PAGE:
Post-natal depression – healing the baby blues

Post-natal illness can affect as many as one in four women and research shows that their babies may also suffer long-term effects from this much misunderstood illness.  Yet still a vast number of cases go undiagnosed while women – and their families – suffer in silence.

When my son James was eight weeks old we went along to the surgery for the standard check-up.  Every inch of his small frame was checked; every reflex tested.   ‘And how are you?’ asked my GP, as an afterthought.  ‘Not great,’ I replied, ‘tired all the time; feeling pretty low and I just can’t sleep.’  He leaned back in his chair and smiled indulgently:  ‘Welcome to parenthood,’ he said.

The next months passed in a nightmarish twilight as I found myself less and less able to cope.  Even the tiniest tasks took on formidable proportions.  If I went out with James I was petrified that he would cry and not stop.  If I went out without James I became obsessed with morbid fantasies that he would die while I was away.  I was totally exhausted and yet I could barely sleep.

It took me nine months to realise I was suffering from post-natal depression rather than a case of inept parenthood.   ‘It’s not difficult for experienced people to see when a woman is depressed,’ says Professor Vivette Glover of Imperial College London. ‘But often the woman and her family don’t realise it’s depression.   There is still the view that says ‘well what do you expect, you’ve just had a baby?’’

In its mildest guise PND comes as the traditional ‘baby blues’ – the often intense form of letdown and weepiness that afflicts around three-quarters of women in the first few days or weeks after delivery but then usually subsides (although for some women it intensifies into full-blown PND).    A small minority of women experience puerperal psychosis, a potentially life-threatening condition which can include hallucinations and delusions.  This is the terrifying illness which lies behind heart-rending headlines such as ‘Mum threw baby out of the window’ or ‘new mother jumps to her death.’

In the middle lies ‘ordinary’ PND – with a wide range of symptoms.  ‘Most mothers who have the illness find that they are less able to cope with the demands of the baby and the home,’ says the Association for Post-Natal Illness. ‘Some feel very despondent.  Some feel very sad and cry frequently.  Some feel anxious and fearful; they worry about their own health and that of the baby.  They may suffer from panic attacks and feel tense and irritable all the time.  Most depressed mothers feel tired and lack energy, often they feel unable to concentrate and even simple tasks are confusing and demand too much energy.  Some experience pains for which there is no cause, many suffer difficulty in sleeping and poor appetite.  Many lose interest in sex.’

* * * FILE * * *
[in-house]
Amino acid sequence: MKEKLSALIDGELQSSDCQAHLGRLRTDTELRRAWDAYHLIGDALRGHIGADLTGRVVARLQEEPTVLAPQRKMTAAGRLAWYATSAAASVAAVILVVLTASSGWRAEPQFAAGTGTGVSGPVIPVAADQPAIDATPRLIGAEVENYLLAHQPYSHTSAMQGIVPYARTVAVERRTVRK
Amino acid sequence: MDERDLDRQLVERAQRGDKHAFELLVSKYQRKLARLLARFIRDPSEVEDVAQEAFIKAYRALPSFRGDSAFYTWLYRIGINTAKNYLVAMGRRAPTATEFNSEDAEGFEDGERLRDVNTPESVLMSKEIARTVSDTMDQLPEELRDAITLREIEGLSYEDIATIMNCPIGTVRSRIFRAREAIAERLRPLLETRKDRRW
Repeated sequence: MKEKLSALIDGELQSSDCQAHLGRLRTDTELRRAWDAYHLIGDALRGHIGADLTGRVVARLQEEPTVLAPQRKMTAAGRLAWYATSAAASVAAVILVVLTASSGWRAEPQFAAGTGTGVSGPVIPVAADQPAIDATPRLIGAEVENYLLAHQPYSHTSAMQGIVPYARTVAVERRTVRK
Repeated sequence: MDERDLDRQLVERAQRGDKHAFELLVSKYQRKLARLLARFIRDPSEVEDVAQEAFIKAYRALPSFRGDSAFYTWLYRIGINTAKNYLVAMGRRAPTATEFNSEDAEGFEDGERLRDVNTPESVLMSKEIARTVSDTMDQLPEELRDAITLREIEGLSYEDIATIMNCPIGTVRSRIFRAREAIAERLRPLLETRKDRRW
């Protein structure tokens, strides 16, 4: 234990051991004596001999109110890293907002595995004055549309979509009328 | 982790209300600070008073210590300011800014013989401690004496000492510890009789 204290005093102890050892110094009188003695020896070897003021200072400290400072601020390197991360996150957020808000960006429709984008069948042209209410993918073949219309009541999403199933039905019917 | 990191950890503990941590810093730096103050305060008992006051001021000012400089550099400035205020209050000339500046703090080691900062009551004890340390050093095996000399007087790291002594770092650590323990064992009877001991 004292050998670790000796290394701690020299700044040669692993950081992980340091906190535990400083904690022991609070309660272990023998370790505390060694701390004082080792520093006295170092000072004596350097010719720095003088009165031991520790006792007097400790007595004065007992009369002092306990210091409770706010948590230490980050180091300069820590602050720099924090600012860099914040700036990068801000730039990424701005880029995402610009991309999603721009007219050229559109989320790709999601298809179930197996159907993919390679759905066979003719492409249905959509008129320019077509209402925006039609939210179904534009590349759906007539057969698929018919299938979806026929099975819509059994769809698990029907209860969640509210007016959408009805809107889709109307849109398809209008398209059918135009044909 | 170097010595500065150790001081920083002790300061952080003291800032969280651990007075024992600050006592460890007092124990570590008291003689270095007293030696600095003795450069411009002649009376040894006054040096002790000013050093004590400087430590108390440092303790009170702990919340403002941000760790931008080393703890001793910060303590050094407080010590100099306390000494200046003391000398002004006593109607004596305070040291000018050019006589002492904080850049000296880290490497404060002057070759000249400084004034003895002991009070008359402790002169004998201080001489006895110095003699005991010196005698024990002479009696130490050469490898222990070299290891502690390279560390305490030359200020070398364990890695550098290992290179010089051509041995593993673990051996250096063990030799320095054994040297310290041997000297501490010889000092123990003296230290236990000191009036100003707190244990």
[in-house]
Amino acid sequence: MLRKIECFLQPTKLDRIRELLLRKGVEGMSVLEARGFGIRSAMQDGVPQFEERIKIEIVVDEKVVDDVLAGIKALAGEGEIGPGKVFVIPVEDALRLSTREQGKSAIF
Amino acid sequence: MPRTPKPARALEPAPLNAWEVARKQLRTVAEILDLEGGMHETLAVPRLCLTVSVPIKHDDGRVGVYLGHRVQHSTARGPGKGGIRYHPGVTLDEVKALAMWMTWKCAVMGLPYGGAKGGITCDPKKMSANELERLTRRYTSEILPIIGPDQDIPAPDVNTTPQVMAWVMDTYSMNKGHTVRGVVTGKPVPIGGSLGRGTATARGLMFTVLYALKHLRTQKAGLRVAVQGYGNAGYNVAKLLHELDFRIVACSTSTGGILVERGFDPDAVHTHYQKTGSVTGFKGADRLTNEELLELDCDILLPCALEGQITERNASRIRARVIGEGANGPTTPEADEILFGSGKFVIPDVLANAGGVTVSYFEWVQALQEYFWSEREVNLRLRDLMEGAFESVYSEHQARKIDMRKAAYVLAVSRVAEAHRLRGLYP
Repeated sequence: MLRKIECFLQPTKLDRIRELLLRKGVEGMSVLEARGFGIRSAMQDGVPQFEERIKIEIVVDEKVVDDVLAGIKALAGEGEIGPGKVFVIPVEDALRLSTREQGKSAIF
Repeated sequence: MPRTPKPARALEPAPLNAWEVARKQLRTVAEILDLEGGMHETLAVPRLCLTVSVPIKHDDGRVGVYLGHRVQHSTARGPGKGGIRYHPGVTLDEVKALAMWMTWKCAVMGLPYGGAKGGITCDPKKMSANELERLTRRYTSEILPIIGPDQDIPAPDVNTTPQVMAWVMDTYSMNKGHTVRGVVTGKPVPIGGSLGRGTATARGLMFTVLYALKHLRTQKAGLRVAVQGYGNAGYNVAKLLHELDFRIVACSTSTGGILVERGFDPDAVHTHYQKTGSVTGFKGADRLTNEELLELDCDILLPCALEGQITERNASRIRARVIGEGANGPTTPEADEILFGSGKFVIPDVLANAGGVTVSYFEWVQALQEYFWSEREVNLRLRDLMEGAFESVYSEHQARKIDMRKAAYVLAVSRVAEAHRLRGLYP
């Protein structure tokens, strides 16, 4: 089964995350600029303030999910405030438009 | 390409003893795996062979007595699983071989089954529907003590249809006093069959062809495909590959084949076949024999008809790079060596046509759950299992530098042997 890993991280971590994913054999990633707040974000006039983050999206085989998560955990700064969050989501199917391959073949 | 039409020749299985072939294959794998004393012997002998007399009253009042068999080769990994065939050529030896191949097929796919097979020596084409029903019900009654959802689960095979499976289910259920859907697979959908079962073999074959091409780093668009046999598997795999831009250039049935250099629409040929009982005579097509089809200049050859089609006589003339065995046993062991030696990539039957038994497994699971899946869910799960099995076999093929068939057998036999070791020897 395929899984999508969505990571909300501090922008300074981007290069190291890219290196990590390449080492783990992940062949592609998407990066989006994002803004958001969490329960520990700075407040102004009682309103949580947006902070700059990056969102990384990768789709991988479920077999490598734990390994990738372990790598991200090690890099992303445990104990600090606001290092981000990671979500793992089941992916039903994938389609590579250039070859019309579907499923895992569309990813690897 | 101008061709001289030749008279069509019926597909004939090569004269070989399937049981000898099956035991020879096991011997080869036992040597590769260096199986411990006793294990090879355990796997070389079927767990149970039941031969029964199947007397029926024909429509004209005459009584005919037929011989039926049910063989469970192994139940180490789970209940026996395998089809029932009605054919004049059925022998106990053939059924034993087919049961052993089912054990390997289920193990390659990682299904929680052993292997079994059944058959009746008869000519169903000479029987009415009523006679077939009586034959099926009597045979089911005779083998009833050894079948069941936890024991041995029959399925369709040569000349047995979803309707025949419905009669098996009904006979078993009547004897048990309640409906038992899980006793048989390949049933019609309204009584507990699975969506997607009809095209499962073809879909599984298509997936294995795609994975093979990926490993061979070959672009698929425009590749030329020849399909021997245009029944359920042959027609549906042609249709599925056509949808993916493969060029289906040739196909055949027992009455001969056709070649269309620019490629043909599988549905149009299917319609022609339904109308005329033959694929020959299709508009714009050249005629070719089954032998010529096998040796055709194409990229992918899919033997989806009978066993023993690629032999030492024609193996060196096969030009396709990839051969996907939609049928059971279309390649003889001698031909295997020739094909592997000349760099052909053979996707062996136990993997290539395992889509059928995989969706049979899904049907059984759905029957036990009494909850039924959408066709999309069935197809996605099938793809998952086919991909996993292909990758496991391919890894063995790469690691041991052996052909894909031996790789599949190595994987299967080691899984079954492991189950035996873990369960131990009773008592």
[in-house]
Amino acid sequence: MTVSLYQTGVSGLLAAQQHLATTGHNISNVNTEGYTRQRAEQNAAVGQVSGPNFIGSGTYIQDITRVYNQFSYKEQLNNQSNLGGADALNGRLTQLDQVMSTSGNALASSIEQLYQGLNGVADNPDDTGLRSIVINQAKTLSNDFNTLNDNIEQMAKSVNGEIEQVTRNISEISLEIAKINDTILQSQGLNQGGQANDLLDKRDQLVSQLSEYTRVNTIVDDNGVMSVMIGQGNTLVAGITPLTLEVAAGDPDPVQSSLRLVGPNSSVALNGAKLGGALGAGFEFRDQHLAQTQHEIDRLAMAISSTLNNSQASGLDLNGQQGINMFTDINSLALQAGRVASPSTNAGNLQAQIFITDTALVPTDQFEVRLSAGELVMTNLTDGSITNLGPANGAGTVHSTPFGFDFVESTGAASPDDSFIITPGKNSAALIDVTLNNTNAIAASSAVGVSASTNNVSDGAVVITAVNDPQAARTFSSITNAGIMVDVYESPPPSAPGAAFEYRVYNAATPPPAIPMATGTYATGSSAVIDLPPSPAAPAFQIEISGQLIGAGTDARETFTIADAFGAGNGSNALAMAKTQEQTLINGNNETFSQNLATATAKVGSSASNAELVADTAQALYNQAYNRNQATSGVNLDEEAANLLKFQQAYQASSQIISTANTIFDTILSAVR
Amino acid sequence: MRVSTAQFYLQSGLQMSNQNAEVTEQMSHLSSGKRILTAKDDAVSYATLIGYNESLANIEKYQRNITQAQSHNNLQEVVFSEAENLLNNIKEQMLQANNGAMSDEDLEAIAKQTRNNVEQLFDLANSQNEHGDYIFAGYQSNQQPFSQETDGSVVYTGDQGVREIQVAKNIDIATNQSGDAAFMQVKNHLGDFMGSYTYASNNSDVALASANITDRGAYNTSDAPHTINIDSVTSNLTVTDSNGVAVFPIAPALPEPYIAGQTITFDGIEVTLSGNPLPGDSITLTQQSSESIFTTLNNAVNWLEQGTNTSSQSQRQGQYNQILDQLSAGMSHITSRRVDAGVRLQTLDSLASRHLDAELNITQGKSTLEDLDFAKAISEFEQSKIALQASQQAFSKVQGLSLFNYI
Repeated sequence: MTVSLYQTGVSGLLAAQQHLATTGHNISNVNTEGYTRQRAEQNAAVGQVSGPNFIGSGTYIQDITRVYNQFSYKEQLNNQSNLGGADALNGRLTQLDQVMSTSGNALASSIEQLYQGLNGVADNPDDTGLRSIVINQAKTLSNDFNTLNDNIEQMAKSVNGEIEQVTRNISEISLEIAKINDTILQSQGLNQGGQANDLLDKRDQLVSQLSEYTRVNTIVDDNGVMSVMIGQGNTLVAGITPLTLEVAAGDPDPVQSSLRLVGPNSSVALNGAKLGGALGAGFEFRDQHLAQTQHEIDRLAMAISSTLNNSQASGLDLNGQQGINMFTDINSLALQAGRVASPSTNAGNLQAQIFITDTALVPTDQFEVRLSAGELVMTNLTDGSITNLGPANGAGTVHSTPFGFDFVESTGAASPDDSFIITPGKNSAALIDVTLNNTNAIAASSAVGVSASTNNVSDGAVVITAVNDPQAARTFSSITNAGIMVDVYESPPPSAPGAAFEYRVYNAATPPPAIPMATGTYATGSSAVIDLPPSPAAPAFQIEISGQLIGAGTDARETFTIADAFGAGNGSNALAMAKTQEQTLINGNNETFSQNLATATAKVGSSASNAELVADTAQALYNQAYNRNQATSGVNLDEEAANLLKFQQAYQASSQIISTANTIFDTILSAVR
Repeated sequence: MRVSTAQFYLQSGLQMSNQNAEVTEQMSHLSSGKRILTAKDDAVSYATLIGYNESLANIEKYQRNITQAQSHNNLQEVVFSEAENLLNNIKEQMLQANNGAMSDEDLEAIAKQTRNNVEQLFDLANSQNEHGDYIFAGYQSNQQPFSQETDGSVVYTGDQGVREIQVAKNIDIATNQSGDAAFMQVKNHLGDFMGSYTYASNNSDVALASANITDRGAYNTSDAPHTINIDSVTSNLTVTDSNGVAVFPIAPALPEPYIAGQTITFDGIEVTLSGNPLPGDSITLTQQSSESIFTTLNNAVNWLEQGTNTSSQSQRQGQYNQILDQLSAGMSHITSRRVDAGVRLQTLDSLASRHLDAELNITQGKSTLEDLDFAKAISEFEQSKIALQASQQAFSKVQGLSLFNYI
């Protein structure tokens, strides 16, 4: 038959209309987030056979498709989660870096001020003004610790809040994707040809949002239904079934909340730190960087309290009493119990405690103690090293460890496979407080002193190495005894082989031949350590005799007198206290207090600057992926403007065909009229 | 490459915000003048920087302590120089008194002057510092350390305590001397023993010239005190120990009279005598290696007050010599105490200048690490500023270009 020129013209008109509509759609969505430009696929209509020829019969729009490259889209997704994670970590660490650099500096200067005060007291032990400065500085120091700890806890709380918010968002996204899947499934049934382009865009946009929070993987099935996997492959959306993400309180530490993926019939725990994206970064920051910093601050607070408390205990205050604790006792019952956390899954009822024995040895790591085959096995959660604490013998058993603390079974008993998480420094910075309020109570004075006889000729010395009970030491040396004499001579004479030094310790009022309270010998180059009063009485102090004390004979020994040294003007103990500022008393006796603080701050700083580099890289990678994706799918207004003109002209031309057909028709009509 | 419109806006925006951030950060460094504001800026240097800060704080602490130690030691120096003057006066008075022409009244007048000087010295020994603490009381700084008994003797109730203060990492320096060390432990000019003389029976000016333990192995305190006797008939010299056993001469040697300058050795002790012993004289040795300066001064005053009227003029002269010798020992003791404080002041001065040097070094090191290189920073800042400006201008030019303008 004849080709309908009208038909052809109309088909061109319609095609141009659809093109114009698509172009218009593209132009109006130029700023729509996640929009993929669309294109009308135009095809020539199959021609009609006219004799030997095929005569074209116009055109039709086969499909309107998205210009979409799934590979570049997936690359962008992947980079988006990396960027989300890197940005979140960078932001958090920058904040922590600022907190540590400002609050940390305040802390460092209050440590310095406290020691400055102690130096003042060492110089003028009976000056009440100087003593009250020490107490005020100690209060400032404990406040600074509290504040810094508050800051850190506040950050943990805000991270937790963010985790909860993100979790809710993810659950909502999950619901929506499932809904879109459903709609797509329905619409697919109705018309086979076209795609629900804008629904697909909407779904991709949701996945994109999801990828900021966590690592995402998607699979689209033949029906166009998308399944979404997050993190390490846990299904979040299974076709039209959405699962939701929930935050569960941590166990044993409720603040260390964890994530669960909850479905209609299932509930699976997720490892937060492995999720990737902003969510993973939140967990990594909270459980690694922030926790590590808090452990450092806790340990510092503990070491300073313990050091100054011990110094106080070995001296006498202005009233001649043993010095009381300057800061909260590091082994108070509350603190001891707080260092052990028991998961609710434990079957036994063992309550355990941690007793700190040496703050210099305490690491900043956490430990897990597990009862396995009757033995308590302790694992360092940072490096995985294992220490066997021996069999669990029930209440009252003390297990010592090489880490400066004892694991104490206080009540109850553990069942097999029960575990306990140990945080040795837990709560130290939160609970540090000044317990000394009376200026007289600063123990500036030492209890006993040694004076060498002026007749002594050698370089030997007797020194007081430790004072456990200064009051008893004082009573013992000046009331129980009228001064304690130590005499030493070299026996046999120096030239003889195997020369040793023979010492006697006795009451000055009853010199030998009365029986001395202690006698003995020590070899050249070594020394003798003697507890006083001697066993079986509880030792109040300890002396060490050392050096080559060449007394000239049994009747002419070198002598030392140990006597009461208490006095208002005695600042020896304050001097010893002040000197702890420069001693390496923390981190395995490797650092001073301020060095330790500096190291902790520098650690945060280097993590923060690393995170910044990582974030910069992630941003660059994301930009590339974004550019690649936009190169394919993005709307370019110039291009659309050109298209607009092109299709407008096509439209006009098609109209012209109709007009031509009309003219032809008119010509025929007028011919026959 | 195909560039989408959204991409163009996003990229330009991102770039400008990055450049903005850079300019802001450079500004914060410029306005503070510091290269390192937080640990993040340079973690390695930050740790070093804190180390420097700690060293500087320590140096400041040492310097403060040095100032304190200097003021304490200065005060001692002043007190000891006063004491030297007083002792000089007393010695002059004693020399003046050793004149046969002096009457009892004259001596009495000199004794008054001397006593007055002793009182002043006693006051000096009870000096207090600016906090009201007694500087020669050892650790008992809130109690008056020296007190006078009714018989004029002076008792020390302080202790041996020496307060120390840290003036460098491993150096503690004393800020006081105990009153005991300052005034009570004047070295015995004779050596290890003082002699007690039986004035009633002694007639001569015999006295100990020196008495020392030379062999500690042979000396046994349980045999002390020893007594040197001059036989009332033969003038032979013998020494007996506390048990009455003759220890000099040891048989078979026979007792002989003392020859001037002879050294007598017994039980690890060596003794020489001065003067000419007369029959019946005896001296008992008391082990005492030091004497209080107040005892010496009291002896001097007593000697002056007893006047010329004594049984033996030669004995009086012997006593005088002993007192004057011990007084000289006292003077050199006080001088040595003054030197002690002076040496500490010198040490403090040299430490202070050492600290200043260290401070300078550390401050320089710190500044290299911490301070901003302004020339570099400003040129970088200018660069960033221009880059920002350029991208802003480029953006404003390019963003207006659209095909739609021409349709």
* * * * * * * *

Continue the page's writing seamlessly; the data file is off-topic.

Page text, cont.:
Sally, now 44, was 35 when she had her son James.  ‘The birth was pretty traumatic,’ she recalls. ‘And afterwards in hospital I was suffering sweats and palpitations.  I just couldn’t sleep.  I remember walking down to the nurses in the middle of the night and saying I felt as if I were dying.  I had sweat pouring down my face.  They just gave me some sleeping tablets and carried on talking.  When I got home I still couldn’t cope.  I couldn’t go out, I couldn’t go shopping – I became completely agrophobic.

‘You become totally agitated so you can’t sleep which makes you more agitated and snappy.  You just spiral out of control.  People say you should talk about it with other women but there is this kind of bravado.  They are coping and getting on with it, so why shouldn’t you?  So you start to wonder what on earth is the matter with you – why is it that you can’t cope while everyone else can?’

As it happens, a lot of women aren’t coping – they are just keeping quiet and suffering in silence.  Official figures guess that around one in ten women experience PND.  But most experts consider this figure far too low.  ‘It may affect up to one new mother in six,’ says the mental health charity Mind. ‘But some researchers think this is an underestimate, and that it may affect as many as one new mother in four.’  Some psychologists believe the figure may be as high as 40 per cent.   ‘We think it is definitely higher than the official statistics,’ says a spokeswoman for the Association for Post-Natal Illness. ‘There is still a stigma attached to depression and women keep it to themselves because they feel they have failed.  They don’t see it as an illness but as a weakness and that is such a shame.’

But the onus really should not be on women to diagnose their condition.  There is a screening tool called The Edinburgh Postnatal Depression Scale which theoretically should ‘catch’ those women showing signs of PND early on.   It involves a simple series of questions to be asked by health visitors at various points in the weeks and months after delivery.  Yet the questionnaire is not universally used.  Some experts believe that health professionals should be looking for predisposing factors before the baby is even born.  For example you are more likely to suffer PND if your mother suffered it; if you have had a psychiatric problem in the past; if you are a teenager or single mum or if you have a history of abuse.  These are simple questions which could be asked as part of routine ante-natal checks.  Yet few people do.